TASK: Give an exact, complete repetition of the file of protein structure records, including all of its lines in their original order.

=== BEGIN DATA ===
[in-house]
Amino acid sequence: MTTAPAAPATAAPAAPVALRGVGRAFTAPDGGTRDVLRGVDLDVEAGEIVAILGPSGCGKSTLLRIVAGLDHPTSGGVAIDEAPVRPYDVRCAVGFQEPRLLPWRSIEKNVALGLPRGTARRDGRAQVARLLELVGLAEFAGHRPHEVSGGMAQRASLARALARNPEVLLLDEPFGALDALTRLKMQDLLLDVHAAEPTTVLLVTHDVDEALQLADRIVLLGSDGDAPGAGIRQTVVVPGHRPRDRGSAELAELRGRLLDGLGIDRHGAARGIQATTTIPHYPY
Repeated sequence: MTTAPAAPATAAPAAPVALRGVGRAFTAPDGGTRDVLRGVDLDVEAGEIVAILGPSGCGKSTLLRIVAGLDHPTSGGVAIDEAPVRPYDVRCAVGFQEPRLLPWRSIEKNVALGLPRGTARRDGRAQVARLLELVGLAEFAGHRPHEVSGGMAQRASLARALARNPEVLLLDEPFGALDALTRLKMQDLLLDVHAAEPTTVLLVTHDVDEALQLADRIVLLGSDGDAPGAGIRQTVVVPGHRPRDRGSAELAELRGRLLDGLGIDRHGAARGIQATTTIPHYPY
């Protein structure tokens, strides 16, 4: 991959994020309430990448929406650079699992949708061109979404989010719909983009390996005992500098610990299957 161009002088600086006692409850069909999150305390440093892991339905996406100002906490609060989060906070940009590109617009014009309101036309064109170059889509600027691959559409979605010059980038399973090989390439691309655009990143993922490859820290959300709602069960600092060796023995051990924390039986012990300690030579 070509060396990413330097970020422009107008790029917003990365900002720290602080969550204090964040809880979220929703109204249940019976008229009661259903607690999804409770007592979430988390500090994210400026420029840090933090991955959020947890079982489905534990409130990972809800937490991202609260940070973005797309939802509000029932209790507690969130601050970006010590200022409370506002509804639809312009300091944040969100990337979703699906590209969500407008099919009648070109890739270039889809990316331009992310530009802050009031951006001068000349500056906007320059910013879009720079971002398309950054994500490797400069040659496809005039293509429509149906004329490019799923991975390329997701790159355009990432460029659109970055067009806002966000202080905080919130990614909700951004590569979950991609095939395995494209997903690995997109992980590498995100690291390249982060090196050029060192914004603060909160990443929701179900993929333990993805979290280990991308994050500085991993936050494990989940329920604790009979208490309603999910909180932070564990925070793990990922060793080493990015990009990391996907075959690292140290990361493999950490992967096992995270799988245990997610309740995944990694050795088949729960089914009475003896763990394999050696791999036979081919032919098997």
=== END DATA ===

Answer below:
[in-house]
Amino acid sequence: MTTAPAAPATAAPAAPVALRGVGRAFTAPDGGTRDVLRGVDLDVEAGEIVAILGPSGCGKSTLLRIVAGLDHPTSGGVAIDEAPVRPYDVRCAVGFQEPRLLPWRSIEKNVALGLPRGTARRDGRAQVARLLELVGLAEFAGHRPHEVSGGMAQRASLARALARNPEVLLLDEPFGALDALTRLKMQDLLLDVHAAEPTTVLLVTHDVDEALQLADRIVLLGSDGDAPGAGIRQTVVVPGHRPRDRGSAELAELRGRLLDGLGIDRHGAARGIQATTTIPHYPY
Repeated sequence: MTTAPAAPATAAPAAPVALRGVGRAFTAPDGGTRDVLRGVDLDVEAGEIVAILGPSGCGKSTLLRIVAGLDHPTSGGVAIDEAPVRPYDVRCAVGFQEPRLLPWRSIEKNVALGLPRGTARRDGRAQVARLLELVGLAEFAGHRPHEVSGGMAQRASLARALARNPEVLLLDEPFGALDALTRLKMQDLLLDVHAAEPTTVLLVTHDVDEALQLADRIVLLGSDGDAPGAGIRQTVVVPGHRPRDRGSAELAELRGRLLDGLGIDRHGAARGIQATTTIPHYPY
């Protein structure tokens, strides 16, 4: 991959994020309430990448929406650079699992949708061109979404989010719909983009390996005992500098610990299957 161009002088600086006692409850069909999150305390440093892991339905996406100002906490609060989060906070940009590109617009014009309101036309064109170059889509600027691959559409979605010059980038399973090989390439691309655009990143993922490859820290959300709602069960600092060796023995051990924390039986012990300690030579 070509060396990413330097970020422009107008790029917003990365900002720290602080969550204090964040809880979220929703109204249940019976008229009661259903607690999804409770007592979430988390500090994210400026420029840090933090991955959020947890079982489905534990409130990972809800937490991202609260940070973005797309939802509000029932209790507690969130601050970006010590200022409370506002509804639809312009300091944040969100990337979703699906590209969500407008099919009648070109890739270039889809990316331009992310530009802050009031951006001068000349500056906007320059910013879009720079971002398309950054994500490797400069040659496809005039293509429509149906004329490019799923991975390329997701790159355009990432460029659109970055067009806002966000202080905080919130990614909700951004590569979950991609095939395995494209997903690995997109992980590498995100690291390249982060090196050029060192914004603060909160990443929701179900993929333990993805979290280990991308994050500085991993936050494990989940329920604790009979208490309603999910909180932070564990925070793990990922060793080493990015990009990391996907075959690292140290990361493999950490992967096992995270799988245990997610309740995944990694050795088949729960089914009475003896763990394999050696791999036979081919032919098997």